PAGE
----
STEPANAKERT (A.W.)—Around 1,200 members of the Armenian Revolutionary Federation-Dashnaktsutyun (ARF-D) joined high-level officials and citizens in Nagorno-Karabagh (Artsakh) on Feb. 27 to commemorate the 27th anniversary of the Sumgait anti-Armenian pogroms, which took place in 1988.
More than 1,000 ARF-D members traveled from Armenia to Artsakh to participate in the commemoration events, carrying a message of solidarity.
Artsakh President Bako Sahagyan, Speaker of the National Assembly Ashot Ghulyan, high-level officials, and clergy—including Primate of the Artsakh Diocese of the Armenian Apostolic Church Archbishop Pargev Martirosyan—visited the Sumgait Memorial site in Stepanakert, where they laid flowers. ARF-D Bureau Chairman Hrant Markarian led the visiting party members in the commemoration events, reported YerkirMedia.
Sahagyan met with the ARF-D representatives and a delegation of Artsakh War veterans from Armenia, as well as members of Armenia’s National Assembly.
Speaking with the Armenian Weekly on Feb. 25, ARF-D Bureau member Giro Manoyan said the purpose of the visit was to express support for Artsakh. “The visits to the military units and outposts are aimed at bringing attention to the constant ceasefire violations by Azerbaijan and expressing support to our soldiers who are defending the borders and the line of contact. The meetings with the Republic of Artsakh leadership are also to express support to Artsakh,” said Manoyan.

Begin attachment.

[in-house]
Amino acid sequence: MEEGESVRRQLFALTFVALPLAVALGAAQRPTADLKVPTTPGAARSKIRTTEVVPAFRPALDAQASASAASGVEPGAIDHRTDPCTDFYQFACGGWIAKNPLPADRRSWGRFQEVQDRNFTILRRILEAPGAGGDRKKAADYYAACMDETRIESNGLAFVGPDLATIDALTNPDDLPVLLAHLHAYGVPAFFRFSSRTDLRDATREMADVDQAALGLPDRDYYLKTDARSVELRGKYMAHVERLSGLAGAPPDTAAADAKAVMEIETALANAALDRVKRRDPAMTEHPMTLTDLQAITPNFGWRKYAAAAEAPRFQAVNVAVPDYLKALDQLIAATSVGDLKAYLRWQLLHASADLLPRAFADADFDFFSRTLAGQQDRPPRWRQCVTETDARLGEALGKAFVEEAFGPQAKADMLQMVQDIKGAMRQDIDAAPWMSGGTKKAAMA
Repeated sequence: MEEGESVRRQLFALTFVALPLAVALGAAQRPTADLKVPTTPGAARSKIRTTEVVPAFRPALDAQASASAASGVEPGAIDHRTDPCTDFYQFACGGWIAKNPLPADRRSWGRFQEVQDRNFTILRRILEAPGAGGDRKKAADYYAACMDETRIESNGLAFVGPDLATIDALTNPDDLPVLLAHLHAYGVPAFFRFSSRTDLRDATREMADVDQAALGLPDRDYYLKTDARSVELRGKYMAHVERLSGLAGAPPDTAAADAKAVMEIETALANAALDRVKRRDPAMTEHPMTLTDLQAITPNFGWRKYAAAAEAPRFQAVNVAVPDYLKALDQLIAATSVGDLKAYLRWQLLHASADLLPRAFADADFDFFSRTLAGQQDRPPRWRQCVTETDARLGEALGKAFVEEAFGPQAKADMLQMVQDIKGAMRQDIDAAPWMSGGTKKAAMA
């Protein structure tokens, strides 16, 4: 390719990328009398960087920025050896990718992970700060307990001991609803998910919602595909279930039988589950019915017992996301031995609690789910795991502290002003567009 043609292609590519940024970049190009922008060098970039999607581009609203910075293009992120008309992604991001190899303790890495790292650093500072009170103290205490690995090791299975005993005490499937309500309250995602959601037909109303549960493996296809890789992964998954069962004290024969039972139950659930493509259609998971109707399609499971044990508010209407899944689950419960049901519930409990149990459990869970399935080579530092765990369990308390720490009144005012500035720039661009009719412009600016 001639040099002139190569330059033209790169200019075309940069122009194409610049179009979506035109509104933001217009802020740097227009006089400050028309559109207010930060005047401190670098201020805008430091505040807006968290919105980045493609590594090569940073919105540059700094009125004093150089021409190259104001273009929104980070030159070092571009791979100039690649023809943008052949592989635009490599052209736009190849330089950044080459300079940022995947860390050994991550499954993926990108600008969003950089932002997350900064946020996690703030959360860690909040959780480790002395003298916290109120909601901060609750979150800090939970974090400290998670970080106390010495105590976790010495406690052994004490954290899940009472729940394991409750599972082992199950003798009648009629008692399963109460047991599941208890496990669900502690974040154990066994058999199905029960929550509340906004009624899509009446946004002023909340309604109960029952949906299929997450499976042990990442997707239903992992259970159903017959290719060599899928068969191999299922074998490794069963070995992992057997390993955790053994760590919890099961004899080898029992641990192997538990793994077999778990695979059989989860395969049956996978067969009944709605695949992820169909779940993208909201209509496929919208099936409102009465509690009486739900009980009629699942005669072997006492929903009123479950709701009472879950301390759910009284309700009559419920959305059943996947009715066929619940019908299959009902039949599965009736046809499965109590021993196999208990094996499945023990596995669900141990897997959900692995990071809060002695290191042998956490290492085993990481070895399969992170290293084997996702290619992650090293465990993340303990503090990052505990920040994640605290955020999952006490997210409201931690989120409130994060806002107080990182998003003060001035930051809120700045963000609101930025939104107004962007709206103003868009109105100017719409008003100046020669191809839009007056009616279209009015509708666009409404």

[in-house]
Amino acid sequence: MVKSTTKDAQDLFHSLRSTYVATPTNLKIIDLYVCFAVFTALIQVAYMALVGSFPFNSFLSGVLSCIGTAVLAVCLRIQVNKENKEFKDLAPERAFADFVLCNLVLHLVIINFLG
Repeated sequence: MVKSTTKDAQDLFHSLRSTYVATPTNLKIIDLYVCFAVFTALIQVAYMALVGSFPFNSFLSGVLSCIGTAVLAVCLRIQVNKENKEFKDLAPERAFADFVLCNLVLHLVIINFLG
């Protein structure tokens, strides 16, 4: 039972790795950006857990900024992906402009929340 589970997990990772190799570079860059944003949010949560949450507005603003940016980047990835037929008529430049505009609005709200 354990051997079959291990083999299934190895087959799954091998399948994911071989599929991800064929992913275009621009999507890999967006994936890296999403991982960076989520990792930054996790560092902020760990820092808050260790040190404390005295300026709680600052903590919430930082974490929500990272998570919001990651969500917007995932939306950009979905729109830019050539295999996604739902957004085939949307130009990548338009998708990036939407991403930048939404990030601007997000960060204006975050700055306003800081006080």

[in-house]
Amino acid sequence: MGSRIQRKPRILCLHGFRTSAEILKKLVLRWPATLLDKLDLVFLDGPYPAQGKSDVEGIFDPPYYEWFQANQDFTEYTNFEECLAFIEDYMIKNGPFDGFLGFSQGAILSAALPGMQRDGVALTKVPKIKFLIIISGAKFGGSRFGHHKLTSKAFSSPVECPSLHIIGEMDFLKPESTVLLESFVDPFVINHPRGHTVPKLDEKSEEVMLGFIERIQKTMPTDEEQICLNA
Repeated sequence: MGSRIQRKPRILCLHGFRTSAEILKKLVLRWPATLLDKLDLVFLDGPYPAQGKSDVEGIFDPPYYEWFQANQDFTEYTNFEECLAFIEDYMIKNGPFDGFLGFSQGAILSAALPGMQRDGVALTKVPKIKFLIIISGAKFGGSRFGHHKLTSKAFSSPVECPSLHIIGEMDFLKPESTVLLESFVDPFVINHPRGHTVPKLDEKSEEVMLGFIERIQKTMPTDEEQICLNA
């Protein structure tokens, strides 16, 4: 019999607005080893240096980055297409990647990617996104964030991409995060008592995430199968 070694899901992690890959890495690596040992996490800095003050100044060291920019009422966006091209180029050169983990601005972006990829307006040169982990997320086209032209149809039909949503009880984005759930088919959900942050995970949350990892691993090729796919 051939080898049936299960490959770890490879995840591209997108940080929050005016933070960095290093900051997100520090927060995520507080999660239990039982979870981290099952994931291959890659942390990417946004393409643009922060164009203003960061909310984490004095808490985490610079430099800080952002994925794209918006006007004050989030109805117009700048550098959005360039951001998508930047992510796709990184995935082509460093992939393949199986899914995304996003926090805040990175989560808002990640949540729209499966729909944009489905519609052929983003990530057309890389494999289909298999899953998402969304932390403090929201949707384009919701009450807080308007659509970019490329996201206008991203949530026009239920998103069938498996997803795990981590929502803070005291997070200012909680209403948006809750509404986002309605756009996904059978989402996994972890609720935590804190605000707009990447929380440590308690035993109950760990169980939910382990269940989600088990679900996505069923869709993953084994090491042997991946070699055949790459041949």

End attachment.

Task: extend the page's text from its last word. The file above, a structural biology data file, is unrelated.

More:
2014 was the bloodiest year in the Nagorno-Karabagh conflict since the 1990’s, with 39 Azerbaijanis and 33 Armenians killed. By comparison, the previous worst year on record, 2012, saw 14 Armenian and 20 Azerbaijani soldiers killed.
This year marks the 27th anniversary of the deadly pogroms of Sumgait, which took place on Feb. 27, 1988. The pogroms are considered the beginning of a systematic campaign by Azerbaijan’s OMON Special Forces to use mass violence to uproot Armenians from Azerbaijan and Karabagh. The Sumgait tragedy and its violent repetitions throughout the country between 1988-91 led to the disappearance of 450,000 Armenians living in the long-established Armenian community of Azerbaijan.